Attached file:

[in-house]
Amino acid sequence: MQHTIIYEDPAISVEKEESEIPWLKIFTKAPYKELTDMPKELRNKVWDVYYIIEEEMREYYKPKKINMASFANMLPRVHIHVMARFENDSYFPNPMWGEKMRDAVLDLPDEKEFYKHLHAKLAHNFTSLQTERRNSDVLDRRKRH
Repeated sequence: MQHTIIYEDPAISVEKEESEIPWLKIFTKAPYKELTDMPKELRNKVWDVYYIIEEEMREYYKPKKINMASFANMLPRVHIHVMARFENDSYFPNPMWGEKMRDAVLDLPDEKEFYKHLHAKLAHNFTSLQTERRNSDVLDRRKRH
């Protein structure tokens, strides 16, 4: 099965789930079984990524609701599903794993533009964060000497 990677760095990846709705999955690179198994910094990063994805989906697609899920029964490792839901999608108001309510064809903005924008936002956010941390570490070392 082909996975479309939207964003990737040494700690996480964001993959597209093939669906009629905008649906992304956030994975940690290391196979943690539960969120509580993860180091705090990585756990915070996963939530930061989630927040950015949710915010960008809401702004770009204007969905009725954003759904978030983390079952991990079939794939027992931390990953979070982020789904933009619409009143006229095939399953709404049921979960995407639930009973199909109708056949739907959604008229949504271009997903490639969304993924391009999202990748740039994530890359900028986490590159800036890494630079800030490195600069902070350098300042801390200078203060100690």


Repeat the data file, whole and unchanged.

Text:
[in-house]
Amino acid sequence: MQHTIIYEDPAISVEKEESEIPWLKIFTKAPYKELTDMPKELRNKVWDVYYIIEEEMREYYKPKKINMASFANMLPRVHIHVMARFENDSYFPNPMWGEKMRDAVLDLPDEKEFYKHLHAKLAHNFTSLQTERRNSDVLDRRKRH
Repeated sequence: MQHTIIYEDPAISVEKEESEIPWLKIFTKAPYKELTDMPKELRNKVWDVYYIIEEEMREYYKPKKINMASFANMLPRVHIHVMARFENDSYFPNPMWGEKMRDAVLDLPDEKEFYKHLHAKLAHNFTSLQTERRNSDVLDRRKRH
């Protein structure tokens, strides 16, 4: 099965789930079984990524609701599903794993533009964060000497 990677760095990846709705999955690179198994910094990063994805989906697609899920029964490792839901999608108001309510064809903005924008936002956010941390570490070392 082909996975479309939207964003990737040494700690996480964001993959597209093939669906009629905008649906992304956030994975940690290391196979943690539960969120509580993860180091705090990585756990915070996963939530930061989630927040950015949710915010960008809401702004770009204007969905009725954003759904978030983390079952991990079939794939027992931390990953979070982020789904933009619409009143006229095939399953709404049921979960995407639930009973199909109708056949739907959604008229949504271009997903490639969304993924391009999202990748740039994530890359900028986490590159800036890494630079800030490195600069902070350098300042801390200078203060100690």